Trinity College Library – housing the legendary Book of Kells, recognized as an illuminated copy of the Gospels that hail all the way from 800 AD, the Trinity College Library also has the Long Room which is a stunning barrel-vaulted hall lined with over 200,000 books. The best time to visit this main attraction is from May to September where you can also ask for a student-guided tour. They are usually open from Monday to Saturday from 9.00 am to 4.30pm
Georgian Dublin – take a stroll around the Merrion and the Fitzwilliam Squares if you want to see the longa and singular red-brick terraces, doorways full of pillars and bright and vibrant roses that are so characteristic of Dublin. If you can step into the house Number Twenty Nine, you will be able to see rooms that still look as if though they were built in the 1700s. You can visit this attraction on Tuesdays and Sundays from 9 in the morning to 5 in the evening.
The Guinness Storehouse – this infamous brewery is now a massive exhibition that covers probably everything that you want to know about the place. The admission is known to be expensive but then, viewers do also get to taste the black concoction in a glass. The place is open all year around except from July to August.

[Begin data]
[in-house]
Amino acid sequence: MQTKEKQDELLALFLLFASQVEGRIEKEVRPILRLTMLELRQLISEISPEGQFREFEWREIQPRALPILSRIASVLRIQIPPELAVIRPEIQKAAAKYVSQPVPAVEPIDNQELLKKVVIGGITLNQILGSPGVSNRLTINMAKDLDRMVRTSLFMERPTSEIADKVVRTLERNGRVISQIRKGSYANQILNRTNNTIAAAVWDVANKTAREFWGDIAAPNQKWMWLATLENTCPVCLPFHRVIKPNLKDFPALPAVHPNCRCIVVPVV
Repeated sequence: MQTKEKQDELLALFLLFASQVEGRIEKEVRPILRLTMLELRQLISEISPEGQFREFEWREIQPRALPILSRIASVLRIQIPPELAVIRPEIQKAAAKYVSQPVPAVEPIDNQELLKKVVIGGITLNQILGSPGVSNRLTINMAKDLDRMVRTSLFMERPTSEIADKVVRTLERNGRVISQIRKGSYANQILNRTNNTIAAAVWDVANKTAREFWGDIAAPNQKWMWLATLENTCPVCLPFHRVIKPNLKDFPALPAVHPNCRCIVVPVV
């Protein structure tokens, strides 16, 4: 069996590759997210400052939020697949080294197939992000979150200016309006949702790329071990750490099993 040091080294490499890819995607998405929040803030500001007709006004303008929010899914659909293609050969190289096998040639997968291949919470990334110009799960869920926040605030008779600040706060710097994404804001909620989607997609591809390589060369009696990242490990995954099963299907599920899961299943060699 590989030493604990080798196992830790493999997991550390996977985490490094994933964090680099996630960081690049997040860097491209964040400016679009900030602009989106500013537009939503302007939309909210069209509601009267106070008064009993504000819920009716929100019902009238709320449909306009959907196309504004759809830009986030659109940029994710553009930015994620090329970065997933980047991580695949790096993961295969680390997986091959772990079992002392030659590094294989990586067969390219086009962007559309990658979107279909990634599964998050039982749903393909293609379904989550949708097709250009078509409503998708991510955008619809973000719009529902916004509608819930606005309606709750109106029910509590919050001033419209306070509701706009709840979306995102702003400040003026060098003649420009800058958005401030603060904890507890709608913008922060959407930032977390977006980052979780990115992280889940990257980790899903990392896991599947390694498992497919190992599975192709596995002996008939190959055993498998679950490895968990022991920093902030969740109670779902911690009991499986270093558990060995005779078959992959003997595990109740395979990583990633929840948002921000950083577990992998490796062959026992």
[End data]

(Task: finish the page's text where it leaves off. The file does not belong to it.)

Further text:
National Museum of Ireland – Archaeology, and History – the highlight of this attraction are the bronze artefacts and the incredible jewelry that have been preserved for millennia in the Irish bogs. The architecture of this Victorian building is quite jaw-dropping too. The entrance is free of charge and you can visit this attraction any time of the year.
The National gallery of Ireland – with a well displayed selection of European art that hail from the Middle Ages all the way to the 20th century, Picasso and Caranvaggio sit proud here. But the Irish art of Jack B Yeats and the Millennium Wing, this gallery is now just an all-rounder. The gallery is open 6 days a week from Monday to Saturday all year.